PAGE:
Learning about this type of drug misuse is vital to patients and non-patients alike to seek proper treatment by medical professionals. There is no evidence that these drugs will help people learn or become smarter, like so many prescription medication misusers believe. Self-medicating is dangerous and can be fatal for those who have heart conditions.
Drug treatment centers and facilities are available for those who feel they have a substance abuse problem. Identifying the misuse of prescription drugs may be difficult for those who do not see this as a problem. College students may identify their problem as an inability to focus on and abuse prescription drugs as the answer. That makes a real problem like addiction more difficult to address.
Identifying prescription drug abuse as a problem when an individual is taking prescription medication that is not prescribed to the user; when an individual would prefer to obtain these drugs from someone other than a licensed medical professional; or when an individual is consuming more medication than advised by a medical professional.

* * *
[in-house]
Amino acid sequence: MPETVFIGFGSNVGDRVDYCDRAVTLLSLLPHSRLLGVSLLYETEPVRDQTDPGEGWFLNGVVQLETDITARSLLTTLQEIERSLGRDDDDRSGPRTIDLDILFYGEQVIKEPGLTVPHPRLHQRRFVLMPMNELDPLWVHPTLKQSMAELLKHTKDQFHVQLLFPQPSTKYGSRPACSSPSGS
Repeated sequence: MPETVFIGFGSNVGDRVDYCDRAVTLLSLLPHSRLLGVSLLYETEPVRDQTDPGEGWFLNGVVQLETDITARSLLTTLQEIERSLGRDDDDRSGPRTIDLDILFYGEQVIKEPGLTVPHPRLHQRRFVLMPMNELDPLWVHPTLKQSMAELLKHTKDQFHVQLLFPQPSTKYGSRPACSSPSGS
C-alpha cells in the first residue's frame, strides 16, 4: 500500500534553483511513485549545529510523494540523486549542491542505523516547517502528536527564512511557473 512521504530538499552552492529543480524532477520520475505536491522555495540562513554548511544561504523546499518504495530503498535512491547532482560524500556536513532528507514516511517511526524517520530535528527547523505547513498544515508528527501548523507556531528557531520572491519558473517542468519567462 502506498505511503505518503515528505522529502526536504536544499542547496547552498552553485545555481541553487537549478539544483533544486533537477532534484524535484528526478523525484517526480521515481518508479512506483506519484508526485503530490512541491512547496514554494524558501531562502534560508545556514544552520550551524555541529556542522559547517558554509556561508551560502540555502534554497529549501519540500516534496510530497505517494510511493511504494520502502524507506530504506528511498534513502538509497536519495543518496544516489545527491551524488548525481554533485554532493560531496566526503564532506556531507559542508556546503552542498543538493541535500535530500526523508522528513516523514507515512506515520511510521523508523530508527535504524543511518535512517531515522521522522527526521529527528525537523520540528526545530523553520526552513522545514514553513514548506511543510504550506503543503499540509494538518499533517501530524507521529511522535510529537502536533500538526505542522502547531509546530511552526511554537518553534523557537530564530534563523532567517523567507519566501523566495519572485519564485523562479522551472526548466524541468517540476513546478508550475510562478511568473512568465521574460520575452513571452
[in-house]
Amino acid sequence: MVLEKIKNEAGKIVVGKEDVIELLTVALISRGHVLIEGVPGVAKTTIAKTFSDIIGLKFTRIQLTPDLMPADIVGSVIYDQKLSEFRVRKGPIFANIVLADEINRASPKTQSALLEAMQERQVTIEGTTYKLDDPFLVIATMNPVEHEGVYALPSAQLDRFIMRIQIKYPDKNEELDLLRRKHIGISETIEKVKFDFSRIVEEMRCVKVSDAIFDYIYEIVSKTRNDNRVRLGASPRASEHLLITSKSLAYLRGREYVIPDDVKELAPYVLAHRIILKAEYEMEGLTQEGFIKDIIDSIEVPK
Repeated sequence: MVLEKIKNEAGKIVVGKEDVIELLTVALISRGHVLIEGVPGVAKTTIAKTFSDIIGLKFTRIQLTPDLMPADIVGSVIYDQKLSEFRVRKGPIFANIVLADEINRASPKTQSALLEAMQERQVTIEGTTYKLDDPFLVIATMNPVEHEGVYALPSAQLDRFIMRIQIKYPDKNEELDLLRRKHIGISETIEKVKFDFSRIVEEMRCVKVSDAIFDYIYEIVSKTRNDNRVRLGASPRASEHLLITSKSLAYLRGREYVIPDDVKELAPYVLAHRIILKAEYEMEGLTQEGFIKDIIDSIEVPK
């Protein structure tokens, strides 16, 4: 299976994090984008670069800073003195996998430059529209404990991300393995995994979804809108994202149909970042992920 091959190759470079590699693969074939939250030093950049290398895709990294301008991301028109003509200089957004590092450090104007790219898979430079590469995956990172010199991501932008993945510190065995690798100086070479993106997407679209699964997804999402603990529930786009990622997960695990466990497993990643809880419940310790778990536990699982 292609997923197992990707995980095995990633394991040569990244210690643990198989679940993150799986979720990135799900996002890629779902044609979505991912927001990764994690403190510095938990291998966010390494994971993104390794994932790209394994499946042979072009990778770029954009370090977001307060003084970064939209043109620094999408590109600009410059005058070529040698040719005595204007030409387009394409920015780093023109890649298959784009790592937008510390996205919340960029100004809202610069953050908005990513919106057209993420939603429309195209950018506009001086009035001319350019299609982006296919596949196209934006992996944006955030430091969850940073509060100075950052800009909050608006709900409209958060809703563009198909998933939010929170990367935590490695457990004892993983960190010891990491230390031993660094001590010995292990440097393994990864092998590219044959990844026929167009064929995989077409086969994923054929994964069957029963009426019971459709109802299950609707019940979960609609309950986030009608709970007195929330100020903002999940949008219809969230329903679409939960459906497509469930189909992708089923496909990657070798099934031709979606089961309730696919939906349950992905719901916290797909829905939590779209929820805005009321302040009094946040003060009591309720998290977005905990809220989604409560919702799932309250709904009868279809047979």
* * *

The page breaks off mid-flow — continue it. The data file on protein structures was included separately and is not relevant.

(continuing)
“Study drug” use and abuse can be dangerous and potentially fatal. College students are struggling with prescription medication abuse without knowing all the harmful effects overdosing may cause.
ADHD prescription medication is the most common “study drug” that is abused. It is imperative to align patients with doctors to obtain a correct diagnosis and be matched with the best approach to treatment.
Illegally obtained prescription medication may be laced with unknown substances that can be extremely harmful or fatal. It is imperative that treatment and medication be obtained in a safe and legal environment to ensure accidental overdosing does not happen. Cases of medication laced with other harmful and fatal substances like fentanyl have occurred in the United States. It is unknown how far some of these pills may have traveled. It is safest to speak with medical professionals rather than self-medicate.